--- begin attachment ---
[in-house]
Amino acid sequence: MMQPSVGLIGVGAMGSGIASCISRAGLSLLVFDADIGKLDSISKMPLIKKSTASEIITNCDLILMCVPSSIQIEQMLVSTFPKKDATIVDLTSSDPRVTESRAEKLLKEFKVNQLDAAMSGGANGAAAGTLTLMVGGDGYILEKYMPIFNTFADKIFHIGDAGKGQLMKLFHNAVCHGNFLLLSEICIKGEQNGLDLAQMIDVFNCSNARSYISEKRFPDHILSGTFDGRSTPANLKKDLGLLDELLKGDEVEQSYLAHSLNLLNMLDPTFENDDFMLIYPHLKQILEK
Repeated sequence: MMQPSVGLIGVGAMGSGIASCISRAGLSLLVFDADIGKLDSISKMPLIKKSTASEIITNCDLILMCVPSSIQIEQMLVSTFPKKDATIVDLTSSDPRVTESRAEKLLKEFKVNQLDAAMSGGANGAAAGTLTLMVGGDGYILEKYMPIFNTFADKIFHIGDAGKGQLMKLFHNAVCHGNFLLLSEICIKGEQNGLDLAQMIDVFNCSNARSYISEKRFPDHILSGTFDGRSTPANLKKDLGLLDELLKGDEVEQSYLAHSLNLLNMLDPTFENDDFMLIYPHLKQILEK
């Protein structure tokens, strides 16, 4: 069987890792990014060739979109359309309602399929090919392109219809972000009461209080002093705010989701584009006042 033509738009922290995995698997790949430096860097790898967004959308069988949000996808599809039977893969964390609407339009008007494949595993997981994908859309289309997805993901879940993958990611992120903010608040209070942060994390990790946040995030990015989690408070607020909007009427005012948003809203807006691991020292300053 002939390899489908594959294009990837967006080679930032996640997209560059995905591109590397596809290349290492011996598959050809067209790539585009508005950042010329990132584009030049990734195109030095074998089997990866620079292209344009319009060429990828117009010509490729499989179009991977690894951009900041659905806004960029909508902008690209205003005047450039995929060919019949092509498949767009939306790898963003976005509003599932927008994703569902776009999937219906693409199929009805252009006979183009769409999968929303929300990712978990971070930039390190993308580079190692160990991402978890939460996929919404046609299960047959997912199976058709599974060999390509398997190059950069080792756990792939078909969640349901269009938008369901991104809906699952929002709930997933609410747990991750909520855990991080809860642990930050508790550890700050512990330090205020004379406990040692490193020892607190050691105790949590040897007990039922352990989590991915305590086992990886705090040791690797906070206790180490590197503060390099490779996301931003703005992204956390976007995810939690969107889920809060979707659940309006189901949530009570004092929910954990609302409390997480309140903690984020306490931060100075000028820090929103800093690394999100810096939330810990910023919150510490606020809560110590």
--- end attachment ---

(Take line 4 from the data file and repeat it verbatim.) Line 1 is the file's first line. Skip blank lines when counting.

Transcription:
């Protein structure tokens, strides 16, 4: 069987890792990014060739979109359309309602399929090919392109219809972000009461209080002093705010989701584009006042 033509738009922290995995698997790949430096860097790898967004959308069988949000996808599809039977893969964390609407339009008007494949595993997981994908859309289309997805993901879940993958990611992120903010608040209070942060994390990790946040995030990015989690408070607020909007009427005012948003809203807006691991020292300053 002939390899489908594959294009990837967006080679930032996640997209560059995905591109590397596809290349290492011996598959050809067209790539585009508005950042010329990132584009030049990734195109030095074998089997990866620079292209344009319009060429990828117009010509490729499989179009991977690894951009900041659905806004960029909508902008690209205003005047450039995929060919019949092509498949767009939306790898963003976005509003599932927008994703569902776009999937219906693409199929009805252009006979183009769409999968929303929300990712978990971070930039390190993308580079190692160990991402978890939460996929919404046609299960047959997912199976058709599974060999390509398997190059950069080792756990792939078909969640349901269009938008369901991104809906699952929002709930997933609410747990991750909520855990991080809860642990930050508790550890700050512990330090205020004379406990040692490193020892607190050691105790949590040897007990039922352990989590991915305590086992990886705090040791690797906070206790180490590197503060390099490779996301931003703005992204956390976007995810939690969107889920809060979707659940309006189901949530009570004092929910954990609302409390997480309140903690984020306490931060100075000028820090929103800093690394999100810096939330810990910023919150510490606020809560110590």